Friday, May 16, 2008

Dibor Roberts denied justice

The jury in the Dibor Roberts case returned a verdict that I can only describe as contemptible, finding her guilty of resisting arrest and felony flight from a law officer as a result of a brutal attack upon her by Sgt. Jeff Newnum of the Yavapai County Sheriff's Department.

Greg Nix of Larson newspapers has an interesting insight, suggesting that the trial could have come down to the prosecution painting a picture for the jury of "'angry black woman' v. 'respectable white officer.'" He adds, "I grew up in the South so running the 'angry black woman' strategy is nothing new and generally works for getting convictions."

Perhaps he's right, and the decision was essentially racist. Or maybe the prosecution succeeded in picking jurors who bow down and bang their heads on the floor every time they see a uniformed government employee. Or the result could have resulted from a little bit of both factors.

An appeal is possible, of course. Also, the Maricopa County chapter of the NAACP has asked the U.S. Justice Department to intervene, and Roberts reportedly plans to sue, so she may yet get a measure of justice in this case.

But it bothers me that a creature like Jeff Newnum, who apparently has so little control over his emotions and such an inflated sense of his place in the world, probably walked out of the courtroom feeling vindicated, with a license to assault the people of Yavapai County.

Update: Dibor Roberts was sentenced to six months unsupervised probation. Her attorney, Stephen Renard, said, "This is flat out the lightest sentence I have ever seen for a Class-5 felony, period." That suggests Judge Michael Bluff may have had reservations about the prosecution or the severity of the "offense" committed by Roberts -- especially since he reduced the resisting arrest charge from a Class-6 felony to a Class-1 misdemeanor.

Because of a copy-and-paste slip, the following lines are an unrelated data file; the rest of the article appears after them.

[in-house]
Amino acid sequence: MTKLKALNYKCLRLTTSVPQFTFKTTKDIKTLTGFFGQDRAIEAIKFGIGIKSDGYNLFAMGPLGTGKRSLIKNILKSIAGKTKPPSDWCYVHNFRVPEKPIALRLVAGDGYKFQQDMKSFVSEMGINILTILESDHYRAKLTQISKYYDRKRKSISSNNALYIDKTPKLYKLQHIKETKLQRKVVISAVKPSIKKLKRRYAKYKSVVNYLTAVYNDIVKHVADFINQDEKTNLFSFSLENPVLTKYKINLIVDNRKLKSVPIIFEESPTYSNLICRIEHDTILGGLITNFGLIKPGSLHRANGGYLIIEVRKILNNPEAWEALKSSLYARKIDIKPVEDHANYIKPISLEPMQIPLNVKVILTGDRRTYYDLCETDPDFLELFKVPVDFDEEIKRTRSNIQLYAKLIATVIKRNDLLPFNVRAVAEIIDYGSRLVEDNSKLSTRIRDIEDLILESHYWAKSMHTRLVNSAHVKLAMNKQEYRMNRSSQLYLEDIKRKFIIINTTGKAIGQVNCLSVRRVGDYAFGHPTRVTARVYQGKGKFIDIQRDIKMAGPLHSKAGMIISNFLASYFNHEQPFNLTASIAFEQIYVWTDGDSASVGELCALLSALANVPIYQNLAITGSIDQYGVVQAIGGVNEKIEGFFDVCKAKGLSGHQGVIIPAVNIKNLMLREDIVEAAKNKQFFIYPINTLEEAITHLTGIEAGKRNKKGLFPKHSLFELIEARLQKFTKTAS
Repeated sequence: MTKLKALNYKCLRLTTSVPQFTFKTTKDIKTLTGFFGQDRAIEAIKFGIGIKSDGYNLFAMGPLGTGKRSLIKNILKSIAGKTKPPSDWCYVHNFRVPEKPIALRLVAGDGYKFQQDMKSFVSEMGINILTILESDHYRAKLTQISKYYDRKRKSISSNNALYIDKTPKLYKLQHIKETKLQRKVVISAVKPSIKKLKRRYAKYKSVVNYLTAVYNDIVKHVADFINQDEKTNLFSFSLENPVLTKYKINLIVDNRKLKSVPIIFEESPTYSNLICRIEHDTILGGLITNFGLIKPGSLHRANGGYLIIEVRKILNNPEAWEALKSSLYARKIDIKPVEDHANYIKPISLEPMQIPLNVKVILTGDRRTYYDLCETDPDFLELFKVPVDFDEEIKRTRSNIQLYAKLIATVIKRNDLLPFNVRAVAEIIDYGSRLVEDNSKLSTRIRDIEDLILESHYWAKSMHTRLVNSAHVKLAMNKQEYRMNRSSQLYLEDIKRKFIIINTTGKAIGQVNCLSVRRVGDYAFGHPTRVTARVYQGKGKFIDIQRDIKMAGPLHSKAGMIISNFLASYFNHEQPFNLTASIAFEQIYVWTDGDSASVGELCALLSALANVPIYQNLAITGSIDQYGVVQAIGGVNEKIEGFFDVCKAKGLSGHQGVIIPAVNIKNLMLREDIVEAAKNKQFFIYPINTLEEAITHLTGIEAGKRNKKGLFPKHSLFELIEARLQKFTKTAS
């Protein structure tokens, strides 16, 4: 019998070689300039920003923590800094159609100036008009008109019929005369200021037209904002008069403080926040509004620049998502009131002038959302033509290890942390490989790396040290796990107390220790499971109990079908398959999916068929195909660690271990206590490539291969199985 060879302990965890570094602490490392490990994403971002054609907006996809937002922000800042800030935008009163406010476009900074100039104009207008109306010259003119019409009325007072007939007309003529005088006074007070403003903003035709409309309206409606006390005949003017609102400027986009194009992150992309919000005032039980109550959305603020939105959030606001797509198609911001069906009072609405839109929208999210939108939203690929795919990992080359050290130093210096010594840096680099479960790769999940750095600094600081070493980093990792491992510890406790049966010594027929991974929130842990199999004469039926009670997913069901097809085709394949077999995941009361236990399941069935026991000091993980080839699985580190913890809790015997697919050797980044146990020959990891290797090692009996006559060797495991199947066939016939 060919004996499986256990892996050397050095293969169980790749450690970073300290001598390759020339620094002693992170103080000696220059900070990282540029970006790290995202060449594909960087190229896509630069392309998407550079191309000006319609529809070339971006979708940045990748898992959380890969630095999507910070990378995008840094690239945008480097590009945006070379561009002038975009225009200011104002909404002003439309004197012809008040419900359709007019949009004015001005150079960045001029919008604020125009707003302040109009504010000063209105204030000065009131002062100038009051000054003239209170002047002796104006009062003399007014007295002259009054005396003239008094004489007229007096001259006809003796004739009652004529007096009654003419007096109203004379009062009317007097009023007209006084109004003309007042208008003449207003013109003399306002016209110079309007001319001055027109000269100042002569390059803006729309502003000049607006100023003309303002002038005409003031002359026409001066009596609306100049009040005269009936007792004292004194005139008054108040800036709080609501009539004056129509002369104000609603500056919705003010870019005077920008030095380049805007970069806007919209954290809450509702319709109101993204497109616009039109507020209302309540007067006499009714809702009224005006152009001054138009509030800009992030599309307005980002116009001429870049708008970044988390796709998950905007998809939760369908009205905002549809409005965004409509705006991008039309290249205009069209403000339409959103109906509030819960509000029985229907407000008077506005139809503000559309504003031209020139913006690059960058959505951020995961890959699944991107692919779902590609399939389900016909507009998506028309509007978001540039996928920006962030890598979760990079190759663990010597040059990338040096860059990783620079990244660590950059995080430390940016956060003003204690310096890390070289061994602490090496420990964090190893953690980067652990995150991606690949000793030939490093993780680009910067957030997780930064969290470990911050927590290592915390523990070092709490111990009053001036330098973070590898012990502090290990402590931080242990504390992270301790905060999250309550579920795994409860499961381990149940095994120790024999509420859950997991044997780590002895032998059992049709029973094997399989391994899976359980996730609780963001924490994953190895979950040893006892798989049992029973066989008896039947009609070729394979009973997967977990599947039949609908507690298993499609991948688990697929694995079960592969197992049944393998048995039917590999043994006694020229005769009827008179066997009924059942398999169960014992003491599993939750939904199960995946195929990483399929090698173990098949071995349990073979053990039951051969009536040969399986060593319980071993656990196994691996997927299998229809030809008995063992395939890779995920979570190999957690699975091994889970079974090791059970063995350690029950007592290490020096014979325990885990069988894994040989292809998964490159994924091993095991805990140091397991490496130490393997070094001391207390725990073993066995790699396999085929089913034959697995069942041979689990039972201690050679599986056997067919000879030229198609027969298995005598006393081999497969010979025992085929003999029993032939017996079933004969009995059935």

But she still has a conviction on her record.

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Blogger linearthinker said...

A couple questions come to mind.

Has Newnum ever taken steroids, and if so, how long ago?

When Roberts chose to drive on, what speed was she traveling?

We'll probably not get an answer to the first, although I'm sure the second was covered at trial.

Seems the sheriff could have called for an intercept, backed off if she was travelling at a reasonable speed, and a vastly different outcome would have resulted. Two or three lit up patrols would put the lie to the question of legitimacy of the stop. Some deep breaths all around, and a reasonable solution reached.

Easy for me to second guess. I'm not a black woman speeding across rural Yavapai county in the dead of night.

The judge seems level headed. Interesting to see what happens if it's appealed.

May 17, 2008 2:16 AM  
Anonymous tarran said...

If the judge were truly sympathetic, he could have ignored the jury's findings and entered a verdict of "Not Guilty".

Judges can and on occasion do do that if they decide that the jury erred in convicting the defendant.